A Lenten Journey - Welcome - Fat Tuesday
Mar 5, 2019
Today is Fat Tuesday, tomorrow begins the season of Lent with Ash Wednesday. Lent is a special season that we celebrate each year as a time to grow closer to God through fasting, sacrifice, charity, and study. In my efforts as Director of Family Faith Formation at the parish, I thought it would be a worthy endeavor to write a bite-size blog for each day of Lent. This blog will do three simple things with each post. First it will offer a "Thought for the day" on the readings. Second, it will offer a reinforcement of a core faith principle. Finally, it will offer some advice on how to integrate the faith message at home. I encourage parishioners to read this daily and share it with anyone else they think would find this valuable. I promise to be precise and practical with these messages to help families to grow in faith this season.
A post, below, for today will serve as the sample for each day:
March 5, 2019 - Preparing for Sacrifice
Scriptures Today: Jesus and Peter were talking about how a person is saved and how hard it is for those who don't sacrifice to be saved. Peter says "We have given up everything and followed you." Jesus acknowledges to Peter that those who sacrifice for the Gospel will be blessed 100 fold. Sacrifice is not a transaction, like investing in a 401K, rather by sacrificing (or giving ourselves away) we make ourselves more like God.
Core Faith Principle: The Holy Trinity is love itself. It is three Divine Persons (Father, Son, and Holy Spirit) who are separate persons but so perfectly united that we have One God. This means that each Divine Person, for all eternity, has made a complete gift of themselves to the other two Divine Persons, that the Trinity is sustained only in that the other two Divine Persons do likewise and make a full self gift back. The unity comes in that all three Divine Persons accept the enormous love from the others while in turn giving it back, without reserve, in full self-giving love. The nature of God is not simply to make a gift of charity to another, it is also being in a state of perfect humility where we can receive love and life from others.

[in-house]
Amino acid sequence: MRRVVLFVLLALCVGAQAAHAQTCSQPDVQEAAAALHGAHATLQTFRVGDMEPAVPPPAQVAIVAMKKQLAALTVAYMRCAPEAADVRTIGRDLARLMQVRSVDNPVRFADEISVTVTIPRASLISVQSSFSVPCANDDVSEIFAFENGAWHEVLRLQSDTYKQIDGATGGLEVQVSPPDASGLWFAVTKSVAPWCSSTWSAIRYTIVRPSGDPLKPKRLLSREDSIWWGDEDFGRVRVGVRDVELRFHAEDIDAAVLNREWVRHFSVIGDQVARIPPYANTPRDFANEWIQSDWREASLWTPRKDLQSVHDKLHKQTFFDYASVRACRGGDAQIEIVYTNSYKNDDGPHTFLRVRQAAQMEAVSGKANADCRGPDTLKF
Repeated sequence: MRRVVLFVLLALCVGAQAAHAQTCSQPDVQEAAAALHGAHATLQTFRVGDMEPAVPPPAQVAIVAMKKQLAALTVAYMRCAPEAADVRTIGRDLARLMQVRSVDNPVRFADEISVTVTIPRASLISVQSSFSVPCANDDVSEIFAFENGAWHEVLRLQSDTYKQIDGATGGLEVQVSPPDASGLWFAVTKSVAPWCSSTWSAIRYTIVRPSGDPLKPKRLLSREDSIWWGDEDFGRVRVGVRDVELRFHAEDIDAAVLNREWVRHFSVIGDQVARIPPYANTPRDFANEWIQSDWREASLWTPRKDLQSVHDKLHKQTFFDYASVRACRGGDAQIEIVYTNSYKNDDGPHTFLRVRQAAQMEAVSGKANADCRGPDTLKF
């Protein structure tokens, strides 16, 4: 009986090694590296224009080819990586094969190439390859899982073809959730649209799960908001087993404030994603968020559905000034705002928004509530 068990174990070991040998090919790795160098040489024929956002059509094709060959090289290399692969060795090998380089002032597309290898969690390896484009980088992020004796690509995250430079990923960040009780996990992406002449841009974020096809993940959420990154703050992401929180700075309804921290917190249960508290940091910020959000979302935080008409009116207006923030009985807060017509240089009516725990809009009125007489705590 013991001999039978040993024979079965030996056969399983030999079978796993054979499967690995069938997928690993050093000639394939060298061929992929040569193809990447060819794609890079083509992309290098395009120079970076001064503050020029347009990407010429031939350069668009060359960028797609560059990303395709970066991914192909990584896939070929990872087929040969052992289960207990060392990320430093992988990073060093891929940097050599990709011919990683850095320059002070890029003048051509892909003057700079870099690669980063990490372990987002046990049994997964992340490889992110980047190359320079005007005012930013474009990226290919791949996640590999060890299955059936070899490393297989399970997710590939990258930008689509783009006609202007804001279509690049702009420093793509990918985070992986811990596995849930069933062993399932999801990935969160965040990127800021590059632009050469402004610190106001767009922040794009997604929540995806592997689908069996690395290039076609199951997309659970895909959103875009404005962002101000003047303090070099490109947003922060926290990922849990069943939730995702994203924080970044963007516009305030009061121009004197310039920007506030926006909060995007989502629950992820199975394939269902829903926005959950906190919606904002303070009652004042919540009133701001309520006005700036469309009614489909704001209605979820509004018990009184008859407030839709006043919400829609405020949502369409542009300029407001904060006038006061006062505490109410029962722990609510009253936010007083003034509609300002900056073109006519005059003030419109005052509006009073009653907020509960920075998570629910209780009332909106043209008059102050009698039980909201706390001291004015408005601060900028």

Living this at Home: The adults of the household should choose a Lenten practice that will help them practice the life of the Holy Trinity. Whether that is emptying oneself of self-provision (i.e. giving up candy, coffee, etc.) and sacrificing that way, or perhaps by increased giving (time, talent, treasure). Be sure to encourage children to select something (based on their maturity level) to choose something they might do as well. It is crucial that you TALK about it. Whether it is a bed time chat, around the breakfast table, driving to school, etc. Tell them how you are doing and ask them how they are doing. Acknowledge the difficulties of maintaining a sacrifice or even remembering. Teach them that we don't need a perfect score to serve the Lord, rather the closer we keep to it, the closer we grow toward God.
Two Additions, Just for Today - Normally the blog post would end with Living at home. Because today is preparatory day, I thought I would give two extra sections. First is some ideas for adults and kids for Lenten Practices. Second is what I call the "Oops Prayer."
Ideas for Adult Lenten Practices: